And one the things that makes the series so fun to read.

Lathe operator machining parts for transport p...

Image via Wikipedia

Reading Links

It’s crazy times at work, so I haven’t had much energy to write or blog, but here’s a roundup of the many things I’ve read in the last two weeks or so:

The Yes Gay YA discussion still raging across the internet:
The original post: Say Yes To Gay YA
The baffling response: On Being Used, the Lack of LGBTQ Characters in YA, and Why It’s Important to Work Together
The roundup: What’s going on with #yesGayYA
Some responses worth reading:
Marie Brennan: Swan Tower – Followup on “Say Yes to Gay YA”
Steve Dos Santos: Ixnay on the Gay: The Gay YA Controversy: A View from the Trenches!
Scott Tracey: YesGayYA
Malinda Lo: I have numbers! Stats on LGBT Young Adult Books Published in the U.S.

In the movies and TV:
‘Thelma & Louise’: The Last Great Film About Women on The Atlantic. It’s true. There’s lots to choose from for male buddy movies, but movies that look at women’s friendships? Not so much.

John Scalzi explains why Ellen Ripley Is Clearly the Best Female Character in Scifi Film, and That’s a Problem on Film Critic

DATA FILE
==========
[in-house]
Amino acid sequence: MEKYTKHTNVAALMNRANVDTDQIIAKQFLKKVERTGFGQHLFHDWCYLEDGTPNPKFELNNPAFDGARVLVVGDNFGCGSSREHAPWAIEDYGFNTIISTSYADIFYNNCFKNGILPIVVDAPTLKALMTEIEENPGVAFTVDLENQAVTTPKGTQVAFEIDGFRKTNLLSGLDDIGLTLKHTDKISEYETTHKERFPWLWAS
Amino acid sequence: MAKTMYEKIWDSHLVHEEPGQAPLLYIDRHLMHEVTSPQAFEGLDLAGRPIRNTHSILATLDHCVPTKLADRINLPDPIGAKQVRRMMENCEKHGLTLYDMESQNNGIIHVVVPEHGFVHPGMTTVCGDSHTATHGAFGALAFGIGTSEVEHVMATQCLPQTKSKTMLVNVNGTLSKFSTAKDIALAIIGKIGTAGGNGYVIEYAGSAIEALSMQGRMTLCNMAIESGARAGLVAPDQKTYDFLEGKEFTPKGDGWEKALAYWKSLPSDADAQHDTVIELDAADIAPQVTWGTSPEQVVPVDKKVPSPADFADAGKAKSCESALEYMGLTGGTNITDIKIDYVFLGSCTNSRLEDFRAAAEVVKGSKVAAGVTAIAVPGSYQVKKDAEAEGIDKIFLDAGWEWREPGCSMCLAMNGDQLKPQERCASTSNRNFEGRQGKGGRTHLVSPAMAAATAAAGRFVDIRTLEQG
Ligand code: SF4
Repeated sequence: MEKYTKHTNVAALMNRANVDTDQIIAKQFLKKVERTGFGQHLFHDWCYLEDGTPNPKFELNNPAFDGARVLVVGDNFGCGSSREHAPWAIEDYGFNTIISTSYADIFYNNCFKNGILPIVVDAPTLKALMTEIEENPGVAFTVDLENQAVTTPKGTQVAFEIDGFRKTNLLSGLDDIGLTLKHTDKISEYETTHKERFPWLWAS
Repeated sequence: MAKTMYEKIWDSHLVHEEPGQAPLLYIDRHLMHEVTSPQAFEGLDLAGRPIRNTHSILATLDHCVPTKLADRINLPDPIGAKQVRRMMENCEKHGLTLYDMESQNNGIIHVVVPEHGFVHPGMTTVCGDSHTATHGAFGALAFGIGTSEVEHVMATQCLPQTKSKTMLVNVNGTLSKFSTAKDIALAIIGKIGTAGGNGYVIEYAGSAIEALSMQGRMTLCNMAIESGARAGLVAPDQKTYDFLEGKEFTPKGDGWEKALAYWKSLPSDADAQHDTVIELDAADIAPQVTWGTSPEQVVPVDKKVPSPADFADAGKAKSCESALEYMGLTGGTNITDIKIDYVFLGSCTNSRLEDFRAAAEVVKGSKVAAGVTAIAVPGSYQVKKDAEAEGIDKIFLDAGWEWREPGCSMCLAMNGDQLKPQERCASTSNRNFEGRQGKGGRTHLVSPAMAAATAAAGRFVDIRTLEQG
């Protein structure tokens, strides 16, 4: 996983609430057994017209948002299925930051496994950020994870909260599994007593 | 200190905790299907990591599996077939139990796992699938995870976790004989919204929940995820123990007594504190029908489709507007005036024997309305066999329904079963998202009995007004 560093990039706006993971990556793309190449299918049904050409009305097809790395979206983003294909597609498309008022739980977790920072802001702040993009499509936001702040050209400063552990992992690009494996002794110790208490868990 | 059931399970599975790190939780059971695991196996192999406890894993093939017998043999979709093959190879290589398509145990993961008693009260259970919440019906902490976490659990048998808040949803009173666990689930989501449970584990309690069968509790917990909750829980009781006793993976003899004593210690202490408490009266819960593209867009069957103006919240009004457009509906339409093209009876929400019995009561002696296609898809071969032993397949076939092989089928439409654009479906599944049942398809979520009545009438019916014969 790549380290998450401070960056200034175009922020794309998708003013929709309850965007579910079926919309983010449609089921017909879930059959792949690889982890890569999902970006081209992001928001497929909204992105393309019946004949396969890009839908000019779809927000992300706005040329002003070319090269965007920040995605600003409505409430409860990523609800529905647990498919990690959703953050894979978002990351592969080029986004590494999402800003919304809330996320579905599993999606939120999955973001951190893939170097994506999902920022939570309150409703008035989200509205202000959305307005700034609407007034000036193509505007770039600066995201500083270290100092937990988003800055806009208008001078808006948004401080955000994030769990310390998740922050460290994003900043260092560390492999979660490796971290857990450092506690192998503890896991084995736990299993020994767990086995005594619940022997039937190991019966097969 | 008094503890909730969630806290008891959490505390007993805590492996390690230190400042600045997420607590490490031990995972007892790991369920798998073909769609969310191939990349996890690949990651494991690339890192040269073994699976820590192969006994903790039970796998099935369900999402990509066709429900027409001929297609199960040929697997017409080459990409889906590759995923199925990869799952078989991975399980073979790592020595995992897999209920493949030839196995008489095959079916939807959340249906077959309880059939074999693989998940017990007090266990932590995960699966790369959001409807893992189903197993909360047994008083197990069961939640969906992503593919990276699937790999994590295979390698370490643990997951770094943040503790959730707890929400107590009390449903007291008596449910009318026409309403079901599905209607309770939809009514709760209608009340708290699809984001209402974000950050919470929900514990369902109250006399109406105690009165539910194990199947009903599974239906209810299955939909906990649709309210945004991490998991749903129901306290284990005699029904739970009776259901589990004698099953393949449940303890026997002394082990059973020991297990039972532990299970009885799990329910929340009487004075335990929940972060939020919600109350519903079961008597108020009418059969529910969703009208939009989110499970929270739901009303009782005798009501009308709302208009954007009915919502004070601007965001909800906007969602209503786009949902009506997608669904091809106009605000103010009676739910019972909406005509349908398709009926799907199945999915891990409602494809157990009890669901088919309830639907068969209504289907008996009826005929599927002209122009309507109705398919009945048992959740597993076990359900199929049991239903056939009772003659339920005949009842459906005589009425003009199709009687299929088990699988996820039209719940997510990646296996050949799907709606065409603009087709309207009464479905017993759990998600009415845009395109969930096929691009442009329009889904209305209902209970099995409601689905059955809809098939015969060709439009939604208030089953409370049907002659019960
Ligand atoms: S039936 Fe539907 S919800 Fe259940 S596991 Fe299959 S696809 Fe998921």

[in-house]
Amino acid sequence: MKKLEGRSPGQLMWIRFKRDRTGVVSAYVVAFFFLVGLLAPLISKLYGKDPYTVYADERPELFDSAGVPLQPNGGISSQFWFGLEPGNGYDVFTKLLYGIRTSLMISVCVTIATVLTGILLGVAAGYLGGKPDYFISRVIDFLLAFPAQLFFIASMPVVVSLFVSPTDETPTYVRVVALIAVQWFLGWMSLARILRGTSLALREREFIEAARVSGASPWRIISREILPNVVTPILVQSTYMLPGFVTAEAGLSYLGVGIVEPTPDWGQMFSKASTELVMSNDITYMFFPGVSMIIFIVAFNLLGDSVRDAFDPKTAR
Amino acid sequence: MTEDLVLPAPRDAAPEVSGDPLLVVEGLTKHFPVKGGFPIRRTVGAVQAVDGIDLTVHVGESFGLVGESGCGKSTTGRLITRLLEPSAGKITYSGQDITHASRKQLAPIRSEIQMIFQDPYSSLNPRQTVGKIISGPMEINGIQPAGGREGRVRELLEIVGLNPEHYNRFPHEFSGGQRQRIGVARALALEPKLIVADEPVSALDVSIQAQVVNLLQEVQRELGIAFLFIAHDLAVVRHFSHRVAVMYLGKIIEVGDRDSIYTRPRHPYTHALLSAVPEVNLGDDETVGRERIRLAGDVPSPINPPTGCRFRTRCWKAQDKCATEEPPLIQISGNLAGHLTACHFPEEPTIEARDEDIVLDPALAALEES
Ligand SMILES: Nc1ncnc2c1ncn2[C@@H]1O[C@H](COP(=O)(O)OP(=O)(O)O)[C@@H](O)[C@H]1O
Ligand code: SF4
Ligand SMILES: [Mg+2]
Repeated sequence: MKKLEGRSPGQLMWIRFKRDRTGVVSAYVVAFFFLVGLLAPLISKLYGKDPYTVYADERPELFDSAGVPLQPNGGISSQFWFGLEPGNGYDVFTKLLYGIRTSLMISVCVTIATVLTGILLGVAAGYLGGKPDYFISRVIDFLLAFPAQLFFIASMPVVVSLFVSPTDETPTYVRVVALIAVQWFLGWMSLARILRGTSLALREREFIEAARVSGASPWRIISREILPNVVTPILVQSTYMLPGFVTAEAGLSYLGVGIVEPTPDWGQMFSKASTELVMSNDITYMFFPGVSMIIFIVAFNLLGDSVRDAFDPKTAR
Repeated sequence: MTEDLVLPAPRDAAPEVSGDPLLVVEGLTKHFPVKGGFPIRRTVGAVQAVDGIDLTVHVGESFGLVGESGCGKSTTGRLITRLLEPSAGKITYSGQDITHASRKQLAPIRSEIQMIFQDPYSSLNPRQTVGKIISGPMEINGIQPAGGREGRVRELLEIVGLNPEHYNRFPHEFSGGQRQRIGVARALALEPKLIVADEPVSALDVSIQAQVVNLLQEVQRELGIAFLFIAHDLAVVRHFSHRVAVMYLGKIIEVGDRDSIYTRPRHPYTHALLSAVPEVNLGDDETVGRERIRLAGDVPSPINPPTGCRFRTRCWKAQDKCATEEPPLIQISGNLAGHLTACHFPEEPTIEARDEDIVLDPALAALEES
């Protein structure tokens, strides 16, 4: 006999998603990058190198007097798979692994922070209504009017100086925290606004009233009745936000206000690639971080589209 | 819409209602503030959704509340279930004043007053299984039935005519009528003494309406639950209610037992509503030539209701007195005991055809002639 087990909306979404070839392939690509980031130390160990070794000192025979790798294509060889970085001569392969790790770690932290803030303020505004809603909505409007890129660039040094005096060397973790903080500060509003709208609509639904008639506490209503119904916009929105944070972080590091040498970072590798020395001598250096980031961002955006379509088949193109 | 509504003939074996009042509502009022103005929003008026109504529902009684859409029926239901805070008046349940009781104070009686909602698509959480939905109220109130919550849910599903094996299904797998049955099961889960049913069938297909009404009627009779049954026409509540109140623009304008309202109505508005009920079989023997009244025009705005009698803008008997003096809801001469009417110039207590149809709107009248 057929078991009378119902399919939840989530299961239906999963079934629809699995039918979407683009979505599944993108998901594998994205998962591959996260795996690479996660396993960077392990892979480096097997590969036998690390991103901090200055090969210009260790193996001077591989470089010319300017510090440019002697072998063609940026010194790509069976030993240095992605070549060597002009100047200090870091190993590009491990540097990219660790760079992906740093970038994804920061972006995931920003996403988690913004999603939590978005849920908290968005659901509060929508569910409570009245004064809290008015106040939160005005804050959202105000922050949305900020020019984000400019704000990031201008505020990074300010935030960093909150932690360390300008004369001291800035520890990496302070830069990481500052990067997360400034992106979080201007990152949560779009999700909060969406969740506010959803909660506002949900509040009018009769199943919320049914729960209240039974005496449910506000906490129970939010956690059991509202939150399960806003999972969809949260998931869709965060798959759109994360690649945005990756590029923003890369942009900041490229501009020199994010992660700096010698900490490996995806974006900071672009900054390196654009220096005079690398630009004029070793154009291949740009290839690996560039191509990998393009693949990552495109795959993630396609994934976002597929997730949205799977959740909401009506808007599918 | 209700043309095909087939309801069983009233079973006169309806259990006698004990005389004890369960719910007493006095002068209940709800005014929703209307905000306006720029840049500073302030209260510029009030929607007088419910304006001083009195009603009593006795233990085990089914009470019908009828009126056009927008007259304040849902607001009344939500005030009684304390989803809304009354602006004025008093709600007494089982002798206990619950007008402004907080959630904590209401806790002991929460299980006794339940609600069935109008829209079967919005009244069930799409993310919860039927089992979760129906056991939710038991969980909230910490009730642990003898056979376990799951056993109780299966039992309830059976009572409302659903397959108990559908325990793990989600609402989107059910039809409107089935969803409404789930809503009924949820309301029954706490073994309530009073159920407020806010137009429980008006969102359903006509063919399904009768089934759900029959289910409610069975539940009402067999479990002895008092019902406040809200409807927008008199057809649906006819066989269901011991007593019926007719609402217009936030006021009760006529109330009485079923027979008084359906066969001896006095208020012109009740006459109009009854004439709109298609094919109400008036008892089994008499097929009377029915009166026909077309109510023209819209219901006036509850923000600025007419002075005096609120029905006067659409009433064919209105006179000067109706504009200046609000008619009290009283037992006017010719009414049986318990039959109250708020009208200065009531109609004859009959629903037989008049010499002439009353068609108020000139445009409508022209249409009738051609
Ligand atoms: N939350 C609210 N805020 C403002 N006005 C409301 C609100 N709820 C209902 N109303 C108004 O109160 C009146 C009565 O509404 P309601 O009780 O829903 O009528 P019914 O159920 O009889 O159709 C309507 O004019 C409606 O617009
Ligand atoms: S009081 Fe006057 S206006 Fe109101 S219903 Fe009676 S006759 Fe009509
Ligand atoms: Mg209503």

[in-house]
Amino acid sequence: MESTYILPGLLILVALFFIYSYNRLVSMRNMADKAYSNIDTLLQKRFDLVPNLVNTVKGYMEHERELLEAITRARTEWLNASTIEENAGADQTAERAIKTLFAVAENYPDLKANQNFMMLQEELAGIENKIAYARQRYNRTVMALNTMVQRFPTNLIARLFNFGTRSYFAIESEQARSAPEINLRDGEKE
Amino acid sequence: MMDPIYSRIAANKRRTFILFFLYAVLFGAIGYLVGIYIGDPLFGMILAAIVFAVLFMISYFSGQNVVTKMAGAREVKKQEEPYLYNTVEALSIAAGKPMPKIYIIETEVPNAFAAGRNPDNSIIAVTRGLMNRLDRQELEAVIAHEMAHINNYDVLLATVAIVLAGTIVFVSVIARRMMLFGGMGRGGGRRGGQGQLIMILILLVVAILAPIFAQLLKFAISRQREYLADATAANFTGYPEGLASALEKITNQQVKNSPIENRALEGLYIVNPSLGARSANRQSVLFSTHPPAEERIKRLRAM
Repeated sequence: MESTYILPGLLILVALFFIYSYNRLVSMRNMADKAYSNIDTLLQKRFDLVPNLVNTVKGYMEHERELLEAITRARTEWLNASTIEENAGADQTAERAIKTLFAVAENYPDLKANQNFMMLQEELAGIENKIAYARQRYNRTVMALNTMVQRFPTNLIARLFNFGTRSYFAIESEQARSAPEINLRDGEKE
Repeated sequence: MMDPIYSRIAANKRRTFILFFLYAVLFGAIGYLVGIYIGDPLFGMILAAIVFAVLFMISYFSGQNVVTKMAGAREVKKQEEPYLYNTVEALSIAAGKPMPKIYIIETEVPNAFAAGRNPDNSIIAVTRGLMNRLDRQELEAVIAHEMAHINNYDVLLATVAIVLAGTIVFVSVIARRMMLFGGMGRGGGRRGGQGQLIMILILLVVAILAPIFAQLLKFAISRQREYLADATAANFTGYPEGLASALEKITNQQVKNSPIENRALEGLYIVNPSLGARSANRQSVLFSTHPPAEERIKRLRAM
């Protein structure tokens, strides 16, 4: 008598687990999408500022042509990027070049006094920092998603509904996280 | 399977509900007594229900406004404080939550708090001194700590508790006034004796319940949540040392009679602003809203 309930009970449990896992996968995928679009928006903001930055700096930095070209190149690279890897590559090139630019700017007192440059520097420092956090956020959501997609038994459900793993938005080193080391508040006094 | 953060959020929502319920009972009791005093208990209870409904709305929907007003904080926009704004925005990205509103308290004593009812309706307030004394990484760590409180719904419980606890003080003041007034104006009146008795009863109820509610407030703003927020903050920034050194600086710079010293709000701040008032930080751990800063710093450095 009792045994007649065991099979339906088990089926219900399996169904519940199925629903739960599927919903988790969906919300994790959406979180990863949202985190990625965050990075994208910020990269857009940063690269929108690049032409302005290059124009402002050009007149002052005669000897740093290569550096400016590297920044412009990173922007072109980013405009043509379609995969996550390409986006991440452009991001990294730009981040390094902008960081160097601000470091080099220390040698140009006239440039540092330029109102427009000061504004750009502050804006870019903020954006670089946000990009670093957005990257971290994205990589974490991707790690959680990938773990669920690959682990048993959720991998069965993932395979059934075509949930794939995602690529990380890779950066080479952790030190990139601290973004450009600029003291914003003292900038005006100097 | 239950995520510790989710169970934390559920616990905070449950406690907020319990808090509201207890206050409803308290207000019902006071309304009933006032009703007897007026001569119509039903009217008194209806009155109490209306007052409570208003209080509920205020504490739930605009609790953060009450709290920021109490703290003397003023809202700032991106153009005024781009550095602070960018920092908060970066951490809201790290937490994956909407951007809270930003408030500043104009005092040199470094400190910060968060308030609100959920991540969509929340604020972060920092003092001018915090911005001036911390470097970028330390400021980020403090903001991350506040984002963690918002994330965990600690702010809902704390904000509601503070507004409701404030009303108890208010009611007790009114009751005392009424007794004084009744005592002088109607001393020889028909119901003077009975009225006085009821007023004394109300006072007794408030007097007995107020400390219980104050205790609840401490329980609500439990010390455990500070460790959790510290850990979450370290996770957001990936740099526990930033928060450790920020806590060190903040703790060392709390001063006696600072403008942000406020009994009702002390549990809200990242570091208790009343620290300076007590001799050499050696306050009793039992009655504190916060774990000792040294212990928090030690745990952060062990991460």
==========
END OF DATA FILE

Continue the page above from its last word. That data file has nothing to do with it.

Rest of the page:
How To Discover Classic Doctor Who In 3 Easy Steps on io9 (The real doctor is always the one you watched first)

Race:

Most of you have no idea what Martin Luther King actually did by Hamden Rice on Daily Kos. I’ve mentioned a lot of links in this post, but if you read just one, read this one. Mind rattling if you’re from a privileged group in any way… He makes the connection between racism and living in a terrorist State.

Writing:

Writing Muscles by Shannon Donnelly on BVC blog. Exercises to train yourself to write more. I particularly like the directive Plan Your Training. This is something I don’t do. This is something I should do.

Malinda Lo on Authenticity. What does “authentic” mean, anyway?

Kate Elliott continues the discussion with her post Authenticity and Authority

She also tackles beginnings: Empty Space: Some thoughts on openings in novels

New York Times The Children’s Authors Who Broke the Rules

YALSA 2012 Best Fiction for Young Adults Nominations

I haven’t had a chance to watch this video yet, Comforting Words on the Creative Process from Ira Glass

Science:

The Dark Side of the Placebo Effect: When Intense Belief Kills

Pictures of dinosaur feathers!

My new favorite blog TalkToYoUniverse by Juliette Wade (Where I talk to you about linguistics and anthropology, science fiction and fantasy, point of view, grammar geekiness, and all of the fascinating permutations thereof…) prompted by this post Why Nouns Matter, part 1: Proper Names

And here’s the comment I couldn’t get to post

Yes! And it’s so fun to break down character names within a story to subtly show cultural, ethical, religious, racial differences by using different “families” of names. A not subtle example is George Chester Wallace III and Agamemnon – already you’re clued in to two wildly divergent histories. When you’re writing speculative fiction you can make up the names whole cloth to get a similar effect.